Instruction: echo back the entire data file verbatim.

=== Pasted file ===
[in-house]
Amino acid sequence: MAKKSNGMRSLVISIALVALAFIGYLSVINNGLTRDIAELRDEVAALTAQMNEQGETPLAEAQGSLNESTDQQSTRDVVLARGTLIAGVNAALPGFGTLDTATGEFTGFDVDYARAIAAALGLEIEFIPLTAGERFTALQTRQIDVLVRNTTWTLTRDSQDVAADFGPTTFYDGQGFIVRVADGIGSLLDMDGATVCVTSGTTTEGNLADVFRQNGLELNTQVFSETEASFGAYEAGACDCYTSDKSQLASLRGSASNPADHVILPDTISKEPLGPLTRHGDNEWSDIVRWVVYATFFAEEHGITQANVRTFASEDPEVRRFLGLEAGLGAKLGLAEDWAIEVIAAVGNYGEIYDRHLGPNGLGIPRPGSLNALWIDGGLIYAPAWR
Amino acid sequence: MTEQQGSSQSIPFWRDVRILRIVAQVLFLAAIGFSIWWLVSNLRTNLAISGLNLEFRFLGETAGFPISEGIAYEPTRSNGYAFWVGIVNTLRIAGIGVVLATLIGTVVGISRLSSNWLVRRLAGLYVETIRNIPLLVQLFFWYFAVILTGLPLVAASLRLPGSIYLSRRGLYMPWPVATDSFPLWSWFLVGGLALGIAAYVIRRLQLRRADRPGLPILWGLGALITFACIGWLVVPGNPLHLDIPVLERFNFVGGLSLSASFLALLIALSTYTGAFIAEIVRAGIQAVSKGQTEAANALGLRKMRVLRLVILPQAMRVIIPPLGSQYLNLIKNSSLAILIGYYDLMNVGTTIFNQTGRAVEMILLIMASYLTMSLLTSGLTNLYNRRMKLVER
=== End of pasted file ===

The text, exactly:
[in-house]
Amino acid sequence: MAKKSNGMRSLVISIALVALAFIGYLSVINNGLTRDIAELRDEVAALTAQMNEQGETPLAEAQGSLNESTDQQSTRDVVLARGTLIAGVNAALPGFGTLDTATGEFTGFDVDYARAIAAALGLEIEFIPLTAGERFTALQTRQIDVLVRNTTWTLTRDSQDVAADFGPTTFYDGQGFIVRVADGIGSLLDMDGATVCVTSGTTTEGNLADVFRQNGLELNTQVFSETEASFGAYEAGACDCYTSDKSQLASLRGSASNPADHVILPDTISKEPLGPLTRHGDNEWSDIVRWVVYATFFAEEHGITQANVRTFASEDPEVRRFLGLEAGLGAKLGLAEDWAIEVIAAVGNYGEIYDRHLGPNGLGIPRPGSLNALWIDGGLIYAPAWR
Amino acid sequence: MTEQQGSSQSIPFWRDVRILRIVAQVLFLAAIGFSIWWLVSNLRTNLAISGLNLEFRFLGETAGFPISEGIAYEPTRSNGYAFWVGIVNTLRIAGIGVVLATLIGTVVGISRLSSNWLVRRLAGLYVETIRNIPLLVQLFFWYFAVILTGLPLVAASLRLPGSIYLSRRGLYMPWPVATDSFPLWSWFLVGGLALGIAAYVIRRLQLRRADRPGLPILWGLGALITFACIGWLVVPGNPLHLDIPVLERFNFVGGLSLSASFLALLIALSTYTGAFIAEIVRAGIQAVSKGQTEAANALGLRKMRVLRLVILPQAMRVIIPPLGSQYLNLIKNSSLAILIGYYDLMNVGTTIFNQTGRAVEMILLIMASYLTMSLLTSGLTNLYNRRMKLVER